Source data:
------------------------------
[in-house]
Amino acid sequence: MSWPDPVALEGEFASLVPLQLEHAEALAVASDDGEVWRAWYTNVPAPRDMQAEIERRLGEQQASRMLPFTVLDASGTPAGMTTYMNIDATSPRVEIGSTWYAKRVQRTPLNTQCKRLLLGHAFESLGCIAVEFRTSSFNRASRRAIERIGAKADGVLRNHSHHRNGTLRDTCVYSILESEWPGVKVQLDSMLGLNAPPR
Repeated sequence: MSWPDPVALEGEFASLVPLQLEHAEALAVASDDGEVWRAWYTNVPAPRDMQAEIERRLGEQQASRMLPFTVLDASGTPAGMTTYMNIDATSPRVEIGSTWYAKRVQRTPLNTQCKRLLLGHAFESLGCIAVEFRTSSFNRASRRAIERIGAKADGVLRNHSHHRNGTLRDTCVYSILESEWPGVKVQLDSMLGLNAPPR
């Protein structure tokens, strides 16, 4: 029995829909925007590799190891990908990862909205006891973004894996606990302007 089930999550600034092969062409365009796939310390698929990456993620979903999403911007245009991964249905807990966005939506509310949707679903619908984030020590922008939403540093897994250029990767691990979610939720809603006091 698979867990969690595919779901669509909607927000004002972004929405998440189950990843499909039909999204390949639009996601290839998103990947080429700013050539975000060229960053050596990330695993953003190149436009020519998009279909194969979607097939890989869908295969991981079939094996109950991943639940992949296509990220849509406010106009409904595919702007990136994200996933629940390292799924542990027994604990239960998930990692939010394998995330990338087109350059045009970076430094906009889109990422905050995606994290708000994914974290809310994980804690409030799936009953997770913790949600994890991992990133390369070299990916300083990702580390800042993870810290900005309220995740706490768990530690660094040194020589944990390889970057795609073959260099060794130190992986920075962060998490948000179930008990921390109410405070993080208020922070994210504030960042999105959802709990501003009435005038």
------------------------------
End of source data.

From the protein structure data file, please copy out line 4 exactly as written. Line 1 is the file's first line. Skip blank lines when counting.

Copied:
């Protein structure tokens, strides 16, 4: 029995829909925007590799190891990908990862909205006891973004894996606990302007 089930999550600034092969062409365009796939310390698929990456993620979903999403911007245009991964249905807990966005939506509310949707679903619908984030020590922008939403540093897994250029990767691990979610939720809603006091 698979867990969690595919779901669509909607927000004002972004929405998440189950990843499909039909999204390949639009996601290839998103990947080429700013050539975000060229960053050596990330695993953003190149436009020519998009279909194969979607097939890989869908295969991981079939094996109950991943639940992949296509990220849509406010106009409904595919702007990136994200996933629940390292799924542990027994604990239960998930990692939010394998995330990338087109350059045009970076430094906009889109990422905050995606994290708000994914974290809310994980804690409030799936009953997770913790949600994890991992990133390369070299990916300083990702580390800042993870810290900005309220995740706490768990530690660094040194020589944990390889970057795609073959260099060794130190992986920075962060998490948000179930008990921390109410405070993080208020922070994210504030960042999105959802709990501003009435005038």